Hi Friends,
                                              Even as I launch this today ( my 80th Birthday ), I realize that there is yet so much to say and do.
                                                  There is just no time to look back, no time to wonder,"Will anyone read these pages?"
                                       With regards,
                                       Hemen Parekh
                                       27 June 2013

Wednesday, 16 March 1983

THE NECTAR-AND THE POISON!

Synopsis: Communication For Productivity
Letters written to some 7500 Workers / Managers / Union Leaders, following a period of strike / Go slow / Murders (1979 - 1987), at Mumbai factory of Larsen & Toubro Ltd. This direct / open / honest communication led to a remarkable atmosphere of trust between Workers and Management, which, in turn, increased productivity at 3% per year (ave). 

16 Mar 1983

To:
Dear Mr.


THE NECTAR-AND THE POISON!

Sub:  EMPLOYEE SURVEY


Almost a year ago, we had hired M/s. Marketing Business Associates to conduct an employee survey at Powai and City Offices. With the cooperation of the Union, some 2500 Unionised employees were interviewed by 10/12 investigators, over a period of 6 months.

I was happy that, once the objectives of the survey were explained, not only you and your colleagues joined in framing the questionnaire, you, in turn, explained the objectives to the employees and urged them to cooperate with the investigators by being open and providing frank and honest answers.

This cooperation on the part of the Union and the employees, in a totally voluntary manner, is what makes the survey unique.

It is quite possible that other companies might have conducted surveys for an equally large number of employees.

What makes our survey unique is,

·              the coverage of subjects
·              the depth of probing
·              the treatment (conjoint analysis)

To the best of my knowledge, no Indian company has ever attempted ('dared' would be more appropriate!) to ask its unionised employees:-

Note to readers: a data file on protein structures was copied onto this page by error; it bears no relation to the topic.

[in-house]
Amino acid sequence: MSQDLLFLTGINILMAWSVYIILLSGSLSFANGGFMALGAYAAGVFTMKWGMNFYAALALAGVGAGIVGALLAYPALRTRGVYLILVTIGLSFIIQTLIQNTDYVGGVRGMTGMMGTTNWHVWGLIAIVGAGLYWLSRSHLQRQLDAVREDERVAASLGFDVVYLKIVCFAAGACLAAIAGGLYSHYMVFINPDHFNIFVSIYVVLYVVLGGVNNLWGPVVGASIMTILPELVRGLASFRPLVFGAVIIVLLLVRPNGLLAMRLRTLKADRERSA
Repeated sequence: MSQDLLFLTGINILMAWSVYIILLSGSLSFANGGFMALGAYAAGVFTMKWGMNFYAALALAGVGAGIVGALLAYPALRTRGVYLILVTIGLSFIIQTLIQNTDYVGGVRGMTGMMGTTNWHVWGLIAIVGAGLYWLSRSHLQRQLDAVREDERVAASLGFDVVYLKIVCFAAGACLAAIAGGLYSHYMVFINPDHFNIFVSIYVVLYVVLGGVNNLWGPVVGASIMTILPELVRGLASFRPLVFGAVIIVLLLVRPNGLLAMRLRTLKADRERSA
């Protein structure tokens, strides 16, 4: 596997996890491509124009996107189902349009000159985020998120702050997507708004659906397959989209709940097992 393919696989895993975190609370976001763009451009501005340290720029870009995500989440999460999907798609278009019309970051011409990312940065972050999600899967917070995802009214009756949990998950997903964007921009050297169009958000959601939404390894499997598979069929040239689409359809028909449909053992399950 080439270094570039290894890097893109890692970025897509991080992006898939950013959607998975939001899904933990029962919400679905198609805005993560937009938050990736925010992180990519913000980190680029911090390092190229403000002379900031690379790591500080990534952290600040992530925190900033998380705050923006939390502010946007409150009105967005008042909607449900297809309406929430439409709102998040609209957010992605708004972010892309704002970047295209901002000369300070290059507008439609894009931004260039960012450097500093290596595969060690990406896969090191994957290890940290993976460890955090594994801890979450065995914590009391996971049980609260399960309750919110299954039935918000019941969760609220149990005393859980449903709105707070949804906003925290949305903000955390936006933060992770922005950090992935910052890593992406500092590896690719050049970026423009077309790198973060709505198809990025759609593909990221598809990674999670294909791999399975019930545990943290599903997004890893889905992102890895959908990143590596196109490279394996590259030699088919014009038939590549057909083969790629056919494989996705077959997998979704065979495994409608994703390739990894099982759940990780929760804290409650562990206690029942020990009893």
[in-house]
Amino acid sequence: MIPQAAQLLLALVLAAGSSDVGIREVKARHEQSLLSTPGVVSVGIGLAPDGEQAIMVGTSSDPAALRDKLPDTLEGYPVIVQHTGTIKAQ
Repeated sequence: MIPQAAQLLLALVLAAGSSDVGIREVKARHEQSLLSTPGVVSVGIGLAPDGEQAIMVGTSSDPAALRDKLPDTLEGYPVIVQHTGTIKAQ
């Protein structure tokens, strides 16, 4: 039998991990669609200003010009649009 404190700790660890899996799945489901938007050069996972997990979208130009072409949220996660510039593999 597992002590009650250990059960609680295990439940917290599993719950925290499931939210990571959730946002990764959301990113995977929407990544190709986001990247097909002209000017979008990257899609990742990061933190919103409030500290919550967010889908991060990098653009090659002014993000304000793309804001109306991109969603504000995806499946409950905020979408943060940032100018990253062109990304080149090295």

'Now that we are about to begin negotiations on the Charter of Demands, what kind of a compensation-package would you like to receive?'
But we did.

And if the Management dared to think about this, you were even more courageous in agreeing to the proposal!

I am sure, both of us did not quite know what to expect when the findings were submitted. It was like agreeing to participate in the 'Dadhimanthan' - the churning of the Ocean; it could throw-up anything disregarding your 'likes' and 'dislikes'.

Except this 'Dadhimanthan' differed from the ancient, in one vital respect:

The Management and the Union did not represent the 'Devas' and the 'Asuras' - and should the survey throw-up any poison, we do not have a third-party. Lord Shiva to hold it in his throat!

You have the MBA report with you for sometime now - and I am sure you are as much surprised with some of the findings as I am. There are also a few which are more or less as expected.

If you or your colleagues need any assistance in interpreting the findings, please let me know. I can arrange for the MBA team to make a presentation.

But do not expect MBA to answer a question like

"Well, now you have found out what employees want but what are they going to get?"

The survey-findings can only help the Union and the Management to find an answer to this  question during the negotiations on the Charter of Demands.

And I have repeatedly stressed that any attempt to find an answer, must have, for its basis, the acceptance of the principle of

'Post-performance Reward'

If we wish to conclude the negotiations in any reasonable length of time, it is essential that we have an acceptance of this principle at the earliest.

Once you indicate your willingness to negotiate on the basis of this principle, we can jointly start work on evolving a suitable formula and mechanism.

I earnestly request you to give this your serious thought. As far as I am concerned, I do not see any other way employees anywhere in the world can expect to improve their standard-of-living (and not mere neutralisation of cost of living) without first and continuously raising the productivity of their organisation.

With regards,

H.C. PAREKH